Helen Clifton enters the weird and wonderful world of this androgynous act
“ANTONY, you’re gorgeous!” screamed a clearly overwrought female audience member. “OK”, he purred, gathering his white robes and smiling mysteriously to himself.Antony and the Johnsons aren’t crowd pleasers. Their other worldliness is the key to their charm.
Antony Hegarty, purveyor of transgender torch songs, soared his way through last Friday's Manchester International Festival show to a mostly delighted audience, while looking for all the world like he had just arrived from another planet.
His androgynous oddness is almost deliberately unsettling. And whilst a large proportion of the crowd were equally gender-bending – more reminiscent of a burlesque show than a gig at the Opera House - some were clearly there on the back of his 2005 Mercury Music Prize award, which garnered the New York based English singer a whole new set of fans.
It was these people who seemed most confused by the silver lady with the duct tape on her nipples who came on to perform an experimental dance show. To a churning, industrial soundtrack, she made a series of small movements while holding scythes and wearing an antler headdress. At first it felt intriguing. And then it just became daft.
Even the people with the most geometric haircuts were left blinking into the distance and wondering when the main act would appear. Unfortunately, they had to wait 40 minutes.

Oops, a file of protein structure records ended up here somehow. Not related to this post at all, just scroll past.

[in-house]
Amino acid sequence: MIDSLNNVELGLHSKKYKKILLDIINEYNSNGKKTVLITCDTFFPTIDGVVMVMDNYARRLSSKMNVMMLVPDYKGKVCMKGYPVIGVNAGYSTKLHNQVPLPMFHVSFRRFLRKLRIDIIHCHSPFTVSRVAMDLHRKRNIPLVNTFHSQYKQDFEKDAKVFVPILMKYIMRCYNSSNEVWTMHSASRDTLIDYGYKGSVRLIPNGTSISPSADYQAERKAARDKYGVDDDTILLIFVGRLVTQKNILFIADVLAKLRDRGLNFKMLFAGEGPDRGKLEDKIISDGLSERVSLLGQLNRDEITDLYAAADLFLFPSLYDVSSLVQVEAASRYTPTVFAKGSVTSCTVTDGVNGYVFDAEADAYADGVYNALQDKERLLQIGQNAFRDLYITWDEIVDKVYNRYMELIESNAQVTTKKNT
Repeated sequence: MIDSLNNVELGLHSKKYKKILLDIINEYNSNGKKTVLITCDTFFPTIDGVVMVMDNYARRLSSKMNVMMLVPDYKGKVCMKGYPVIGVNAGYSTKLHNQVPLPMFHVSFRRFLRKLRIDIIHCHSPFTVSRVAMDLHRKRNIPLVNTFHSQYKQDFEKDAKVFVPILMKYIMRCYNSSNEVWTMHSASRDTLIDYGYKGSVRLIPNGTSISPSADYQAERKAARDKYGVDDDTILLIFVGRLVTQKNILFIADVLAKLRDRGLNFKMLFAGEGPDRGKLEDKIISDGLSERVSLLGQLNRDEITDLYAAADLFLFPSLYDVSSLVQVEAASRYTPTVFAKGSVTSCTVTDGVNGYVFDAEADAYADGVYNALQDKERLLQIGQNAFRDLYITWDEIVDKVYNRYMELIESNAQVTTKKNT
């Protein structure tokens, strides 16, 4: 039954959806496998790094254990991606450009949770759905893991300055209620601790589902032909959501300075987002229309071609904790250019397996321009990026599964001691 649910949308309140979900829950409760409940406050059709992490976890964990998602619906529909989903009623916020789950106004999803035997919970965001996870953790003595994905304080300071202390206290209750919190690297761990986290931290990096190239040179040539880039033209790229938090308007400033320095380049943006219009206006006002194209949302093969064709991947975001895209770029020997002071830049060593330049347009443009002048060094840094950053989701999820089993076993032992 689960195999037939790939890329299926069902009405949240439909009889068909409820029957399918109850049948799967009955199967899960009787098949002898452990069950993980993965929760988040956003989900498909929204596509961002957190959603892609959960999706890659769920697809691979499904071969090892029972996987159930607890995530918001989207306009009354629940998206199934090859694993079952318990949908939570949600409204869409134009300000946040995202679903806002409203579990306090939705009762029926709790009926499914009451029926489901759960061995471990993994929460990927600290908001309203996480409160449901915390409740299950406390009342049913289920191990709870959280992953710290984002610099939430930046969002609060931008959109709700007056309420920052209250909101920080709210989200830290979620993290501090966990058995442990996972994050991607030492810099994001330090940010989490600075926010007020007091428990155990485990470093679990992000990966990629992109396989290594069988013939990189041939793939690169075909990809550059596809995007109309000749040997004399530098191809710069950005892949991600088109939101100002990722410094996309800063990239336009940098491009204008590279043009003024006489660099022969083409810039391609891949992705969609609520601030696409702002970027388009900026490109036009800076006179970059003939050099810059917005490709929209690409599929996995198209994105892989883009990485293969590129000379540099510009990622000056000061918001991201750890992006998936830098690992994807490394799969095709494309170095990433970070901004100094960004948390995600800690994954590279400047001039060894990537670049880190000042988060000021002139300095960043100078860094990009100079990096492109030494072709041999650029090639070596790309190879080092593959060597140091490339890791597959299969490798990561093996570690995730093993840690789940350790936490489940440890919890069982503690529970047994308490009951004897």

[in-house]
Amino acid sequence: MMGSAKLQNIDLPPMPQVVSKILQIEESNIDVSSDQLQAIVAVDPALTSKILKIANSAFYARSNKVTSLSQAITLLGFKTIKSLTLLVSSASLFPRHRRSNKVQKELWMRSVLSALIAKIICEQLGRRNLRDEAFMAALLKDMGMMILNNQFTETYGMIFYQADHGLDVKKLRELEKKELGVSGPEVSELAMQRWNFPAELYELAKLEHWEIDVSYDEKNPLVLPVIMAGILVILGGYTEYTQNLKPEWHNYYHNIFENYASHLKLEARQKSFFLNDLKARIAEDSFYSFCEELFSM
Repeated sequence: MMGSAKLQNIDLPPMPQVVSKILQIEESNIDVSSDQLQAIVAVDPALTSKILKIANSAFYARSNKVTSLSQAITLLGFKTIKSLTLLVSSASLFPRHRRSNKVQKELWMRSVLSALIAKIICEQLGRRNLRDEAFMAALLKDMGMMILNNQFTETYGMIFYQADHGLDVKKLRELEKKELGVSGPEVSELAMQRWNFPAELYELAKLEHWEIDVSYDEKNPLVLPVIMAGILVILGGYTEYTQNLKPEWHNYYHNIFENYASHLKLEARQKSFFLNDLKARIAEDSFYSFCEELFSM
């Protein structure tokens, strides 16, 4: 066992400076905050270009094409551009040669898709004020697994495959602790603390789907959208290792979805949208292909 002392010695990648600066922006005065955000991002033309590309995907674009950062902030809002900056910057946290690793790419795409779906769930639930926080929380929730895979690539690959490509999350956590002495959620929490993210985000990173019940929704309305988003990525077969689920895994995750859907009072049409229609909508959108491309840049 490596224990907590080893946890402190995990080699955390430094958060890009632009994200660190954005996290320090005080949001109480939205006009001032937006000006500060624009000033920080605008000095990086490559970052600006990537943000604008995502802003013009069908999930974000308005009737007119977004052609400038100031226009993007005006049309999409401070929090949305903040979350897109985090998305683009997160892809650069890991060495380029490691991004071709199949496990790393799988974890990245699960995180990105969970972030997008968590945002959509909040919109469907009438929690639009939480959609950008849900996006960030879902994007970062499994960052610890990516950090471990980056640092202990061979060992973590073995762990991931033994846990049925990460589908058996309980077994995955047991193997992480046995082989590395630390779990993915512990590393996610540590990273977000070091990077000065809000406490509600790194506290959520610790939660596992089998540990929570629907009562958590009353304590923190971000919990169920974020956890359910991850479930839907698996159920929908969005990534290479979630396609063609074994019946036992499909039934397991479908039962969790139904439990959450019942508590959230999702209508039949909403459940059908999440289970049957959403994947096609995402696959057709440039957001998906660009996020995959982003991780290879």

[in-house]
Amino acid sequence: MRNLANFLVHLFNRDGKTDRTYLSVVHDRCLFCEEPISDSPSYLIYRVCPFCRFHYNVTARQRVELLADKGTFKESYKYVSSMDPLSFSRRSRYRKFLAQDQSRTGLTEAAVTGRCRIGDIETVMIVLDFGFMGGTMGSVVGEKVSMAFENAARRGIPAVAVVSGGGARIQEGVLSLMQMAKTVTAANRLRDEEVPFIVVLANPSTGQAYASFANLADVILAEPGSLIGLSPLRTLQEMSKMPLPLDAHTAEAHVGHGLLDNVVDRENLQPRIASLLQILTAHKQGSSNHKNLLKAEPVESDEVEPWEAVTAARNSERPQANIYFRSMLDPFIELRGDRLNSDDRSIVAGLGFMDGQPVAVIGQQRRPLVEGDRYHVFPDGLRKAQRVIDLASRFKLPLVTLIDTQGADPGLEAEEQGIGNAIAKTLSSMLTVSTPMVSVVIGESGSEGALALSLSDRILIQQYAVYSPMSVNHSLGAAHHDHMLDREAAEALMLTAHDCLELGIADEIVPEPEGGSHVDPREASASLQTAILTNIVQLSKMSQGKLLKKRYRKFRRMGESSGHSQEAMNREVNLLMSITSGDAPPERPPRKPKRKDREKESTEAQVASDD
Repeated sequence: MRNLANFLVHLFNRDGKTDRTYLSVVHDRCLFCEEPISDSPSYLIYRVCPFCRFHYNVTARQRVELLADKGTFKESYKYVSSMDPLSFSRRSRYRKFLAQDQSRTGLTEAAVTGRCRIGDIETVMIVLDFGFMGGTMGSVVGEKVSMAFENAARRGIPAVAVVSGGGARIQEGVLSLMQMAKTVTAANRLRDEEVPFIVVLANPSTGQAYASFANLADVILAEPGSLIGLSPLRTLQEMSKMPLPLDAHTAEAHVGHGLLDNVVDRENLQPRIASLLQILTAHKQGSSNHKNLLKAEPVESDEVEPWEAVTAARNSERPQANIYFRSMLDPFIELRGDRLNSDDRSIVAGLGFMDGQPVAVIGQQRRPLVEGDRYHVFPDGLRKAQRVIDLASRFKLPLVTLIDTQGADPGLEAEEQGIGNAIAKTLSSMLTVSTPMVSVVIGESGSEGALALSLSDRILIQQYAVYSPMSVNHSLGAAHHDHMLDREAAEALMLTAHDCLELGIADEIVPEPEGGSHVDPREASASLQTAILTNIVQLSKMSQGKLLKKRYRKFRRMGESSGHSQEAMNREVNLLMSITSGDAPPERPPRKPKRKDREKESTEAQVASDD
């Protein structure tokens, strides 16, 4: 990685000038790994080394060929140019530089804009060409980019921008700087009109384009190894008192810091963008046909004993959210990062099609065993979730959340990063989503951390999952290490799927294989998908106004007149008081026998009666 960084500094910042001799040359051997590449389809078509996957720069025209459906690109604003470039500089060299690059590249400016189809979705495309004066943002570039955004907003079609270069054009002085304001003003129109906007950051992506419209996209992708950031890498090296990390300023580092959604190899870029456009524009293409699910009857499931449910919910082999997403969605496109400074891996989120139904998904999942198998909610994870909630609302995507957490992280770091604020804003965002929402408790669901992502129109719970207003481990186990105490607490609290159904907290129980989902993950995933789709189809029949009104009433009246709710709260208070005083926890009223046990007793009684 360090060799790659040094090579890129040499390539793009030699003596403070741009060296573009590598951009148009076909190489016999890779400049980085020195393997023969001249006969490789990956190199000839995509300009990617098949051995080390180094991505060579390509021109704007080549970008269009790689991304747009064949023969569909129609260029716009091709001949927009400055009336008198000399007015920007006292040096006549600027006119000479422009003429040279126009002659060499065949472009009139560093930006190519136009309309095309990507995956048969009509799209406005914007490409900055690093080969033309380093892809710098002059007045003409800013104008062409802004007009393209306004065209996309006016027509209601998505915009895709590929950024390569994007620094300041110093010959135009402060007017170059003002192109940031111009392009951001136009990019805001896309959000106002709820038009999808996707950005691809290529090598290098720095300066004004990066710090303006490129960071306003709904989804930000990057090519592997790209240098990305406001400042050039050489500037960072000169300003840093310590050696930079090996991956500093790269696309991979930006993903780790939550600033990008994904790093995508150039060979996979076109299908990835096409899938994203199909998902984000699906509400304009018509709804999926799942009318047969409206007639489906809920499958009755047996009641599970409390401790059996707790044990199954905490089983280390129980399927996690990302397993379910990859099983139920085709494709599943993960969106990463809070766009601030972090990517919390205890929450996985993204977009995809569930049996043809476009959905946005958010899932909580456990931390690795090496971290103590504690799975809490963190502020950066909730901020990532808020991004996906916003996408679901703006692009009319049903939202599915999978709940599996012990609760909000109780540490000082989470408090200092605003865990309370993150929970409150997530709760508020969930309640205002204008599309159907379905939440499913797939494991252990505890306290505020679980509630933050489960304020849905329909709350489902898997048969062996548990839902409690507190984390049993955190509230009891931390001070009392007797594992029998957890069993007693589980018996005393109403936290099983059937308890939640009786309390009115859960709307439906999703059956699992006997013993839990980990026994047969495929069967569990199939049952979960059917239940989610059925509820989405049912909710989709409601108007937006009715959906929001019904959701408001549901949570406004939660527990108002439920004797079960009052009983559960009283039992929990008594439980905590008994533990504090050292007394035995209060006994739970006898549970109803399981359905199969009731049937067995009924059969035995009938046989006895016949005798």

Ah well, perhaps you should expect such stuff from the founder of a performance collective called Blacklips. But when Antony finally came on, shrouded in a big muslin nightdress, he was greeted with a rapturous response.
A lone presence on stage, he belted out song after song, his face contorting with the effort of maintaining his high-pitched vibrato over the swelling accompaniment of the Manchester Camerata orchestra, who were hidden behind a screen throughout most of the show.
Favourites like 'The Starfish' and 'For Today I Am a Boy' were complimented by a cover of 'Crazy in Love', with Antony’s heartfelt vocals imbuing the lyrics with a tragedy untapped version of Beyonce's booty-bouncing original. He sounds like a mixture of Donna Summer and Billie Holiday. The sort of act that could appear in a David Lynch film.
In between songs he gazed in wonderment at the pulsing liquefied light show bouncing around him. The futuristic white set, designed by Manchester-born designer Carl Robertshaw, ticked the box marked 'local talent' but at points the intensity of the visual setting overwhelmed Antony’s quavering vulnerability.
Sometimes it seemed arty for art’s sake. Antony picked up a piece of driftwood, continuing the faintly sylvan theme introduced by the silver lady, but for no discernable reason. When he made a unscheduled break to preserve his voice and tell us a story about his love of quartz, it was a relief to hear a reminder of his humanity. Which is, after all, a huge theme of his songs.
When the screen went up to finally reveal Manchester Camerata, Antony relaxed and started dancing. Clearly a man not entirely comfortable in his own skin, he seemed relieved that the focus had shifted to the music, and the show ended on a high. And judging by the two standing ovations, the audience were pretty chuffed as well.
Antony and the Johnsons aren’t crowd pleasers. Their other worldliness is the key to their charm. But with songs that so beautifully and universally address the human condition, you can’t help wondering how many people are unnecessarily put off by their weirdness.
Helen Clifton, Manchester Confidential
Tuesday 7 July, 2009
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